Appendix A
Returning to the use of the Common Cup at Communion.
It will be so important to introduce the use of the common cup for all communicants at worship gradually and carefully. No one should feel pressure to receive Communion in both kinds (the consecrated bread and wine).  Not all will want to receive from the common cup, and no one must.  Not all will be comfortable returning to this practice, and all must be given room and time to prepare themselves.  Not all will be ready yet but might be in time.  
This guidance is offered as a preferred way to reintroduce the common cup, but you will need to adapt for each parish situation.  
Please make it very clear in your worship bulletin that individuals should not feel pressure or coerced to receive in both kinds.  Please emphasize that this is being offered to all who would like to participate, and that receiving in one kind is sufficient.  Intinction (dipping the bread into the wine) is strictly prohibited.  The use of individual Communion cups for the wine is prohibited.
Two standing stations, one for bread and one for wine, are recommended and should be sufficiently separated to allow for movement from one to the other.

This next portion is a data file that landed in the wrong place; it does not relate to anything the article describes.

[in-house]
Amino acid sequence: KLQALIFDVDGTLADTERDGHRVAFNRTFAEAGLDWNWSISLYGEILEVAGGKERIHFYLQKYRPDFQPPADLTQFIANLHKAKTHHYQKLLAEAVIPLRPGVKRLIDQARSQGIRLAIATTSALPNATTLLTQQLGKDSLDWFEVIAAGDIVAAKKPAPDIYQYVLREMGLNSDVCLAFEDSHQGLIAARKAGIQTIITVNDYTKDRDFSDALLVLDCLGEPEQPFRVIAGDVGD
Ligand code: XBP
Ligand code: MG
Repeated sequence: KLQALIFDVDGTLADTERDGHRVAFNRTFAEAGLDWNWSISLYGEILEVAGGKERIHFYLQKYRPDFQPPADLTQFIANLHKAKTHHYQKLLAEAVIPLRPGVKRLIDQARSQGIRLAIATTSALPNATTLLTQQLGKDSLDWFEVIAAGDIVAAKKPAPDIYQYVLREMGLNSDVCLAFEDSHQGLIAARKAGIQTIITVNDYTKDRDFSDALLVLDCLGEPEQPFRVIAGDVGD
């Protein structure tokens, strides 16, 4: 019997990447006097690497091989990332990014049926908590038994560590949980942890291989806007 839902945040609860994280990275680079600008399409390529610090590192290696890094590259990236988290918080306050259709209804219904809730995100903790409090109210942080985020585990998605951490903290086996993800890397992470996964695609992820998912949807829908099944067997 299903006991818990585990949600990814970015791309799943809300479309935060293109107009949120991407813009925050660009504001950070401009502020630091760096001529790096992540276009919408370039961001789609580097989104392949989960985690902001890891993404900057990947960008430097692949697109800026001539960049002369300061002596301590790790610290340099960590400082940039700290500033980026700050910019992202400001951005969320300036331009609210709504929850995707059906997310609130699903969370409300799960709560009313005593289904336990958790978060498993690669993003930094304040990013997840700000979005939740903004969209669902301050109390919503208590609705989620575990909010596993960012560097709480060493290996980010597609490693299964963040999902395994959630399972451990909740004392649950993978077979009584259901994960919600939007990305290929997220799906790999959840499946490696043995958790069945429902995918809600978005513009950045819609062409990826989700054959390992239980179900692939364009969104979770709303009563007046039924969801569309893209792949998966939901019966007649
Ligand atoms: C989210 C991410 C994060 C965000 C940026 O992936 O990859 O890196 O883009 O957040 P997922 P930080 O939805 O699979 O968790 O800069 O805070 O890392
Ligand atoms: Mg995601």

Communicants who wish to receive wine, having received the bread, move to the Eucharistic Administrant administering the chalice.  The communicant stops directly in front of the administrant, waits until the words of administration have been spoken, (if they are wearing a mask, they remove it now) receives the wine, and returns to their pew.
An alternative for those more hesitant to receive from the common cup is for the communicant to stop in front of the administrant, hear the words of administration and the communicant simply bows or touches the chalice but does not consume the wine.  
It cannot be emphasized enough that this change to administering the common cup could be very stressful and worrisome for communicants. Please proceed carefully and kindly to help individuals move into this new change. It may take a while to have this fully implemented in many parishes. It also may help to have administrators masked for the foreseeable future, but this is not mandatory.